"Bewildering variety of music you've got there... few people go that far out, I dig it."
- Sam Marsh (MySpace reaction)
Randolf Smeets, a.k.a The Phlod-Nar, has reached his 20-year landmark in 2018 of what has been an amazing and diverse experience for his avid listeners.
The now-Belgian resident first embarked on his musical journey way back in 1996, with a lot on the menu to feed his quickly growing, hungry audience, dishing out to them an array of ambient, electronic and experimental audio-cuisine.
2006 saw five releases by The Phlod-Nar, consisting of works from 1996 to 2006, covering a multitude of genres. This included piano improvisations, ambient works, noise art, dark soundtracks and electronic fusion.
Just two years later, The Phlod-Nar caused controversy with his piece “Wanjina”, inspired by Aboriginal Culture. An article by Geoff Vivian for WA News, states that the Dutch musician had offended Kimberly Aboriginal elders by using their sacred cultural materials without their permission.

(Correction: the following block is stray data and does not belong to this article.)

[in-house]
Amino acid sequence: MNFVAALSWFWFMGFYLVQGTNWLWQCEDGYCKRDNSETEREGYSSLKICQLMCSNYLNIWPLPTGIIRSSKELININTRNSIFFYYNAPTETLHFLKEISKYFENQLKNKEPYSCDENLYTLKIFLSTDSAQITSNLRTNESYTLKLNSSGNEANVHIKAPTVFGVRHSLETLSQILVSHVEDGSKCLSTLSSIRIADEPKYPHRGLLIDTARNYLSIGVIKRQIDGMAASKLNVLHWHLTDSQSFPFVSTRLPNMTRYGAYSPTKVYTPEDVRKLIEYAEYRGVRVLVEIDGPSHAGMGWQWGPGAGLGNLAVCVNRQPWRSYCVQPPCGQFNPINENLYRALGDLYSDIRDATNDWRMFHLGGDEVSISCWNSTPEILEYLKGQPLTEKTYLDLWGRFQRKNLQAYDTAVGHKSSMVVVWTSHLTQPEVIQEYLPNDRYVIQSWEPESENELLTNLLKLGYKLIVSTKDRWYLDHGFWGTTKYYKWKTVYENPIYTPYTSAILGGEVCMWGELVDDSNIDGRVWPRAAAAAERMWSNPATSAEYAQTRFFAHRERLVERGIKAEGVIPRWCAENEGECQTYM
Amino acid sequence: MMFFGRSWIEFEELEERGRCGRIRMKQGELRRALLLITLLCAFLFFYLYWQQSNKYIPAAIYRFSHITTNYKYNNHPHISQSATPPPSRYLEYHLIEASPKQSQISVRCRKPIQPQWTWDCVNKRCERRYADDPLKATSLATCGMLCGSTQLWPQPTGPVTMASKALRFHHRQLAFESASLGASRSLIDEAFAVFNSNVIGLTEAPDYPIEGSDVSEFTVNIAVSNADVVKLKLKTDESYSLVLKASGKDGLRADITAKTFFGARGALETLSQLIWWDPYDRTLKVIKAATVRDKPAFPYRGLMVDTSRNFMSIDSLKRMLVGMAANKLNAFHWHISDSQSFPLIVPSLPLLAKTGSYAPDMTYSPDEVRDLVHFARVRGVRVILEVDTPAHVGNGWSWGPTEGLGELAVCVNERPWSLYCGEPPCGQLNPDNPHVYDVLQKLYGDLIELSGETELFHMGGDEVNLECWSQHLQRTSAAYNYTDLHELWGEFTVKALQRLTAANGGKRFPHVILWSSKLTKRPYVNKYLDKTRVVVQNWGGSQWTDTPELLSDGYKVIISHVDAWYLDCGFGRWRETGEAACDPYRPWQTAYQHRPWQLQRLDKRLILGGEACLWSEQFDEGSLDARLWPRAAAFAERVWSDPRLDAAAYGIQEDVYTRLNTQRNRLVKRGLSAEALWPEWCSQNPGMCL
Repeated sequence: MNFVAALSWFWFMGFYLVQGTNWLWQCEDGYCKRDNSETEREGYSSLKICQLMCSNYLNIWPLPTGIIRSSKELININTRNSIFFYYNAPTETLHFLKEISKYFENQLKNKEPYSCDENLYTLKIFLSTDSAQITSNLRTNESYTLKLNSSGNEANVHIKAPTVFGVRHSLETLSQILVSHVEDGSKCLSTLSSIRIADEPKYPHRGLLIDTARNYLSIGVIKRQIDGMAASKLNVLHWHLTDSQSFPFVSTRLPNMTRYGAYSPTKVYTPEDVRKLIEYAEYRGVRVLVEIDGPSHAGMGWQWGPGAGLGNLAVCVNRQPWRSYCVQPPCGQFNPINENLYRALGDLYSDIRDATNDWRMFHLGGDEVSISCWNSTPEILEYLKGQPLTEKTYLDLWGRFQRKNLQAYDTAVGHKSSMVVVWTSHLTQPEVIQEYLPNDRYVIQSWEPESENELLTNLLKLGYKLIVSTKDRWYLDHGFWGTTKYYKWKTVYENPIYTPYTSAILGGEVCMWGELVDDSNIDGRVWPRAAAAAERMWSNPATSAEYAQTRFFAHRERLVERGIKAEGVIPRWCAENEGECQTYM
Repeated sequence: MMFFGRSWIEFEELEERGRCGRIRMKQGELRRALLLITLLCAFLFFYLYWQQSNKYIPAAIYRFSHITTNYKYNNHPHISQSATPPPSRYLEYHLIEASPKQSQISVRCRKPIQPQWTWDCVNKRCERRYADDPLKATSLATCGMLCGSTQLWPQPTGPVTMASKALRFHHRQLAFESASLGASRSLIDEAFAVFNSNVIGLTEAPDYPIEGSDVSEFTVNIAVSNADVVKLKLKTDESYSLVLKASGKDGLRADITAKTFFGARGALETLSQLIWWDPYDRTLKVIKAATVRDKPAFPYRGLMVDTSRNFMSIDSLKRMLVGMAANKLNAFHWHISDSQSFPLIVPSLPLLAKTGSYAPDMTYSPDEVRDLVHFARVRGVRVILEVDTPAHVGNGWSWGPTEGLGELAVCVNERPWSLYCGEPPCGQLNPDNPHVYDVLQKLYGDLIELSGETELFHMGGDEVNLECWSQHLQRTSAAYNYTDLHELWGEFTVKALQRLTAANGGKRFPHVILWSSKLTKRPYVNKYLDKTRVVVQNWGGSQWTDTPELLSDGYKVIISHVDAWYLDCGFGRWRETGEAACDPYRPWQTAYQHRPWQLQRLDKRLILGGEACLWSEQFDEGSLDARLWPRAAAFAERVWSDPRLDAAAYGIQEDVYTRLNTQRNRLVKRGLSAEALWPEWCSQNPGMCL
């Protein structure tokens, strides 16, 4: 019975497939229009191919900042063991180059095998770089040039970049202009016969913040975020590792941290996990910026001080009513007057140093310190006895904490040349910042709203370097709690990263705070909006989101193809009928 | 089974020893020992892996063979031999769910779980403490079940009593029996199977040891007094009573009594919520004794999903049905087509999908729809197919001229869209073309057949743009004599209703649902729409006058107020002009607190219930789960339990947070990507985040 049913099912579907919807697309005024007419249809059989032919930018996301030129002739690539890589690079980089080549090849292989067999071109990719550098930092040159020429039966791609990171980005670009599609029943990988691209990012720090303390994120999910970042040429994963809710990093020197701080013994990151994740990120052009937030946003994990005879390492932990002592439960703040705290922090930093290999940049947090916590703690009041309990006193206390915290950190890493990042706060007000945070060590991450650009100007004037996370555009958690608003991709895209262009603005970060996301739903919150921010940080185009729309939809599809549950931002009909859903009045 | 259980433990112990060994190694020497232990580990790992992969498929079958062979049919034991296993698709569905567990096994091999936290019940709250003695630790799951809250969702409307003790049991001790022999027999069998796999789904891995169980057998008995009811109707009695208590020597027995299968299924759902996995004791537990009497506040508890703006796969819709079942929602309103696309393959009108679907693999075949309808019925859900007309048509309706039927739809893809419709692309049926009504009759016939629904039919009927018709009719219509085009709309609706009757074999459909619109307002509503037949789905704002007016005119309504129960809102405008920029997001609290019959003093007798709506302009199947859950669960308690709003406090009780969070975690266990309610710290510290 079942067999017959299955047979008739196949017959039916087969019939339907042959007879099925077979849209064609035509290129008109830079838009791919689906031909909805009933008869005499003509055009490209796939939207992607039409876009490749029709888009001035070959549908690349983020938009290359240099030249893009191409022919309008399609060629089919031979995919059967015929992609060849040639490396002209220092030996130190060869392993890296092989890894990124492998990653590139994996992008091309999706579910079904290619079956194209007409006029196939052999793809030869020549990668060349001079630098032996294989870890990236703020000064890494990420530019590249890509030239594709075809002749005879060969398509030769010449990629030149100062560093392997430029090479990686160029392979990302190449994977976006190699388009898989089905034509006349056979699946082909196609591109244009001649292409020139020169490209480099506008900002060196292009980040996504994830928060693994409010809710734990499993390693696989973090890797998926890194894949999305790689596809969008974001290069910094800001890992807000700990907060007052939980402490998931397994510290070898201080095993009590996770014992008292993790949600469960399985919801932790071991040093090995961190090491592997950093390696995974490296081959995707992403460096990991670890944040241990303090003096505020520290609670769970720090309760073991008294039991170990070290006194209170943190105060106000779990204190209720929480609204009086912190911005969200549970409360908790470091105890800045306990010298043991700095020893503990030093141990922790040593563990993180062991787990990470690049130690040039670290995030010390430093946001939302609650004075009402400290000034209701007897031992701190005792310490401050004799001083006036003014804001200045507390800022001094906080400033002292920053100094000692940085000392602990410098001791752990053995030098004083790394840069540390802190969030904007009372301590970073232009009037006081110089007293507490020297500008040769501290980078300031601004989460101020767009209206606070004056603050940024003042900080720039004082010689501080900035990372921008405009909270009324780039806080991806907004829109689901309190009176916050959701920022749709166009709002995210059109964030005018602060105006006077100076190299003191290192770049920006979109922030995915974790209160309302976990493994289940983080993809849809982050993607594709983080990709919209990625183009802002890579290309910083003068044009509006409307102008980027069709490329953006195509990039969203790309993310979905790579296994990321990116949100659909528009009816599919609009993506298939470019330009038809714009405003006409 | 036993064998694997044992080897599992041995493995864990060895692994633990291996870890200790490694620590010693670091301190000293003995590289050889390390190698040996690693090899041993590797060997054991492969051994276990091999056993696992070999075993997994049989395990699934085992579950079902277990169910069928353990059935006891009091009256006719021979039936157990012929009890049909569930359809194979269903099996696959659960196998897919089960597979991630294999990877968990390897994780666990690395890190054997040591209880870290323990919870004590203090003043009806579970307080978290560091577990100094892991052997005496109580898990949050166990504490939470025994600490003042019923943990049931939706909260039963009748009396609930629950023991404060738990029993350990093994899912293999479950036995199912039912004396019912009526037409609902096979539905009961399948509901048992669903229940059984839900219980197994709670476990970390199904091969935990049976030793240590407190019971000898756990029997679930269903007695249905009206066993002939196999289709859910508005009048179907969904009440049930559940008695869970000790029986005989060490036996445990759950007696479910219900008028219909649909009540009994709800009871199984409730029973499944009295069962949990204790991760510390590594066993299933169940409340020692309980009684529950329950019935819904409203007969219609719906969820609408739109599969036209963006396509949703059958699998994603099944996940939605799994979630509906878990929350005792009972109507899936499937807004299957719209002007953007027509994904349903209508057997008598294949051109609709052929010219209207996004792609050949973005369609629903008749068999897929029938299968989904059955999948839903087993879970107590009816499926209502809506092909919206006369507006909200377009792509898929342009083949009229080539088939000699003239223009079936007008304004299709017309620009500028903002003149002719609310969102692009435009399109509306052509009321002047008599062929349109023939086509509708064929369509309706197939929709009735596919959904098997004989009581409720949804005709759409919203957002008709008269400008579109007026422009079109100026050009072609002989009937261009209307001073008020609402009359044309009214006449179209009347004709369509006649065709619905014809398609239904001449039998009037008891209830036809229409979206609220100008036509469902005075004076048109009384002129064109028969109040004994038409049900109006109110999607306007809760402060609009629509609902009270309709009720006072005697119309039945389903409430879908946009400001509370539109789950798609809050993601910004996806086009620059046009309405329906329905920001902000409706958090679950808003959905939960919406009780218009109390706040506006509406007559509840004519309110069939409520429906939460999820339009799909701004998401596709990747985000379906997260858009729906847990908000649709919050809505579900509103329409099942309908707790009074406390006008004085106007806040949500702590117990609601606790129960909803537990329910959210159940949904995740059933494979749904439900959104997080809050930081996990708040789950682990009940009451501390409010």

In his score-long career so far, Smeets has written music for various short films and audio books. He was also the film composer for the documentary “Arches & Bridges”. On top of this, he has been a sought after collaborator, working with ‘Jaxxrain’ in the piano/electronics duo ‘The Mun Astronauts’, ‘Booktrack’ (music for audiobooks), Agula (acoustic & electric guitarscapes), AZIMOGU (experiments in sound), Feirledijika (jazz with movie dialogue), band member of Dutch singer/songwriter Vigilan Freeland (on a soon to be released EP) and ‘The Concourse In Atmosphere’ - a collective of musicians each with their own artistic direction, coming together to create a revolutionary musical moment.
In a review of his Works For Piano, Kelly O’Neil most aptly summarized his work saying “Smeets is a highly creative composer…liberating musical constraints yet still keeping his works aurally pleasurable”
Be sure to keep up with everything new that Smeets has in the pipeline, including several new special releases in celebration of his 20-year musical landmark. (this text is written in 2016)